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Tie-intertextuality, or, intertextuality as incorporation in the tie-in merchandise to Disney’s Alice in Wonderland (2010)

Research output: Contribution to journalJournal article

Published
<mark>Journal publication date</mark>08/2014
<mark>Journal</mark>Adaptation
Issue number2
Volume7
Number of pages21
Pages (from-to)191-211
Publication statusPublished
Original languageEnglish

Abstract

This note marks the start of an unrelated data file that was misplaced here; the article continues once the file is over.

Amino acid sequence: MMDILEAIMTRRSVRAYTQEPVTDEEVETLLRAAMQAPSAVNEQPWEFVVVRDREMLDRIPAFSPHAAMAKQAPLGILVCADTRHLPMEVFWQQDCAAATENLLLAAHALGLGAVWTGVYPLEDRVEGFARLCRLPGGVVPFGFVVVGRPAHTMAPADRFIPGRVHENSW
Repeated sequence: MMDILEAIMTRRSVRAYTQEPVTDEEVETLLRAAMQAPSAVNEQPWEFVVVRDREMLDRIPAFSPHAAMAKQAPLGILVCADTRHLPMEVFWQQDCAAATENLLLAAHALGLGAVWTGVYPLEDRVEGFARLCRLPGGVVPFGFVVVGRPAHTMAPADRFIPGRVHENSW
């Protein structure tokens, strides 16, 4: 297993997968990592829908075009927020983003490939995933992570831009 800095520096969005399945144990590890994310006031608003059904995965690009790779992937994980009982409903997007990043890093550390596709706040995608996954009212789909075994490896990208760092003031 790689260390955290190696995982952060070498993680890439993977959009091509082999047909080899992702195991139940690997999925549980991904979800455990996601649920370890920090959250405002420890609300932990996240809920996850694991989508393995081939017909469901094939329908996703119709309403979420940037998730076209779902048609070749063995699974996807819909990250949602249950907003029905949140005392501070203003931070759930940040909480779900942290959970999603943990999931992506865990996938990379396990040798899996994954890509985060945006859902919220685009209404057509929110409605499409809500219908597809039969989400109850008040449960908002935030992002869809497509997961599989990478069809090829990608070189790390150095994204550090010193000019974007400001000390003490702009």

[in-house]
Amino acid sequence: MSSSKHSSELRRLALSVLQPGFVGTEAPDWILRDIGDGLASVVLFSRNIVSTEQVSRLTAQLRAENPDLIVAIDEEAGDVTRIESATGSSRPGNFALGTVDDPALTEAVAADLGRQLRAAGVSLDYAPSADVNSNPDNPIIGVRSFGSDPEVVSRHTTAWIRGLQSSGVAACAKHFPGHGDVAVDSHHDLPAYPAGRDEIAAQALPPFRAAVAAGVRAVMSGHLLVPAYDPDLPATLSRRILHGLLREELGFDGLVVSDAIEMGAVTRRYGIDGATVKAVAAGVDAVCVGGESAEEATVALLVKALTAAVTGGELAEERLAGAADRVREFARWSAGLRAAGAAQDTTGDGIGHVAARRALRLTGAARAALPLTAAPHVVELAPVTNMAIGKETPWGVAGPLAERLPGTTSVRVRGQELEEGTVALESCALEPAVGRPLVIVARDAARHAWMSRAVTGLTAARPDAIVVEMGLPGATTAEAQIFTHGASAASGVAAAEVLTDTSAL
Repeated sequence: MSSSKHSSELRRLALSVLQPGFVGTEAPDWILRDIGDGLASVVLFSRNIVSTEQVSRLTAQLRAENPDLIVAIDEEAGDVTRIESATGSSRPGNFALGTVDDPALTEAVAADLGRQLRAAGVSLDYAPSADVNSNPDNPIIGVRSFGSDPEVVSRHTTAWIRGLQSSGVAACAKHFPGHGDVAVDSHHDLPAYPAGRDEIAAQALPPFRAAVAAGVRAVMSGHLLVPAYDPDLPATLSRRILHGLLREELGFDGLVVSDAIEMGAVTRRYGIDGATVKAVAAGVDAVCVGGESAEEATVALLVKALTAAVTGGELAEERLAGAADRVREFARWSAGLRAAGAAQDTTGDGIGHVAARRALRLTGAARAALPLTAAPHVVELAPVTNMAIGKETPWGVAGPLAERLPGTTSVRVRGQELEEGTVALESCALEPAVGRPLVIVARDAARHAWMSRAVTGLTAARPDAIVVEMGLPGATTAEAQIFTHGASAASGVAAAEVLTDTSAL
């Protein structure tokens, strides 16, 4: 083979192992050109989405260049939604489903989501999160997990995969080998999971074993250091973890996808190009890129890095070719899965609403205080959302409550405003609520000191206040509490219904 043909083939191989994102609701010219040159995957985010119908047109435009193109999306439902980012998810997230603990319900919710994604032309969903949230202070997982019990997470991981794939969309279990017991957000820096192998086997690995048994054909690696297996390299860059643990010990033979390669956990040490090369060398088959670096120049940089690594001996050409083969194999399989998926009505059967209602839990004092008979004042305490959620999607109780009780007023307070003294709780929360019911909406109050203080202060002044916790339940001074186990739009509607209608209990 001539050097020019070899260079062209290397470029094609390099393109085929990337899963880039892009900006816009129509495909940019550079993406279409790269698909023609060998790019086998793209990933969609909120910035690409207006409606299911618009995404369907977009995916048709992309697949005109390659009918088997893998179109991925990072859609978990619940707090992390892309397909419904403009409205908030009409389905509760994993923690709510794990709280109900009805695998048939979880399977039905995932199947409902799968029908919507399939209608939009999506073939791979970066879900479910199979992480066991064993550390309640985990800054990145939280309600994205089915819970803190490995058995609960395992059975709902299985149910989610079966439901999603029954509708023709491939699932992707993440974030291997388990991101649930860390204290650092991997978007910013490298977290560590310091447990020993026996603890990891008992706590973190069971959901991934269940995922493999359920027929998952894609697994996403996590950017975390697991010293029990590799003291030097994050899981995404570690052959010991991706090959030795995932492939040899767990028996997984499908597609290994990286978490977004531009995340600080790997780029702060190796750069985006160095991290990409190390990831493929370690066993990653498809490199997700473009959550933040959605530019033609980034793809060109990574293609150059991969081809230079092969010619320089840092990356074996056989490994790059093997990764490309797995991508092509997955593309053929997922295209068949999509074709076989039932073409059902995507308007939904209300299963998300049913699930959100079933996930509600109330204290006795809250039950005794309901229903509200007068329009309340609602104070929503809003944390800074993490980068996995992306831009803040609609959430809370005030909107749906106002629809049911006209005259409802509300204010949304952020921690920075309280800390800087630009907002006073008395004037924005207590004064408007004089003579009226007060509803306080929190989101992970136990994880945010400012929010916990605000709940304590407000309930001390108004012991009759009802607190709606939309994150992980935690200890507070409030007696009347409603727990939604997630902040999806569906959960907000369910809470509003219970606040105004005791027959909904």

Tie-in merchandise for Walt Disney’s and Tim Burton’s film, Alice in Wonderland (2010), dislocates and modifies prior theories of intertextuality in adaptation studies with the intertextual practices of corporate entertainment franchises. Poststructuralist and postmodern theories of intertextuality construct it as a subversive and democratizing operation, dispersing meaning among texts, dismantling high/low art hierarchies, and redistributing interpretive authority among artists, professional critics, and ordinary audiences. Even when tie-in merchandise for the Disney-Burton film is subversive of mainstream Disney aesthetics and ideologies, Disney and its licensed tie-in merchandising affiliates engage in rhetoric and practices that reincorporate dispersed and contesting intertexts, producing a portmanteau of ‘tie-intertextuality’. Consumers as well as products are tied in or incorporated as corporate intertexts through a rhetoric and iconography of acting, interactivity, inspiration, incarnation, and fidelity. The effect is more one of capitalist dialogics than of the Marxist dialectics academics have traditionally championed in theories of intertextuality.